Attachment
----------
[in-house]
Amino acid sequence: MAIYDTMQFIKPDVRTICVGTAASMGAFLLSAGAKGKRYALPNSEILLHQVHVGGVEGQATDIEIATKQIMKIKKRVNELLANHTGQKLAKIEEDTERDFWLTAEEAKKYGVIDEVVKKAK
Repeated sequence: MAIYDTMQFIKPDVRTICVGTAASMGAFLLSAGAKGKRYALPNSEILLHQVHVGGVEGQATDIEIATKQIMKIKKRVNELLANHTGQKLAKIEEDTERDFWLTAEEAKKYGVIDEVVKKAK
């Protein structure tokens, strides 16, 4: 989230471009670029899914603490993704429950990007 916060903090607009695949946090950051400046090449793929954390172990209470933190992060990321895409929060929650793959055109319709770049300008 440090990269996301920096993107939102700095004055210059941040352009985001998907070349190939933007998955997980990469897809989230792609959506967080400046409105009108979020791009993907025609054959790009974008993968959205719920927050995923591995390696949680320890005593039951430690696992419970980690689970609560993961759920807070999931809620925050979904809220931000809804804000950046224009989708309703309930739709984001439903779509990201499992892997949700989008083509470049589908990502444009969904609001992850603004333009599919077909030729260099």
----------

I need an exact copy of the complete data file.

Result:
[in-house]
Amino acid sequence: MAIYDTMQFIKPDVRTICVGTAASMGAFLLSAGAKGKRYALPNSEILLHQVHVGGVEGQATDIEIATKQIMKIKKRVNELLANHTGQKLAKIEEDTERDFWLTAEEAKKYGVIDEVVKKAK
Repeated sequence: MAIYDTMQFIKPDVRTICVGTAASMGAFLLSAGAKGKRYALPNSEILLHQVHVGGVEGQATDIEIATKQIMKIKKRVNELLANHTGQKLAKIEEDTERDFWLTAEEAKKYGVIDEVVKKAK
């Protein structure tokens, strides 16, 4: 989230471009670029899914603490993704429950990007 916060903090607009695949946090950051400046090449793929954390172990209470933190992060990321895409929060929650793959055109319709770049300008 440090990269996301920096993107939102700095004055210059941040352009985001998907070349190939933007998955997980990469897809989230792609959506967080400046409105009108979020791009993907025609054959790009974008993968959205719920927050995923591995390696949680320890005593039951430690696992419970980690689970609560993961759920807070999931809620925050979904809220931000809804804000950046224009989708309703309930739709984001439903779509990201499992892997949700989008083509470049589908990502444009969904609001992850603004333009599919077909030729260099």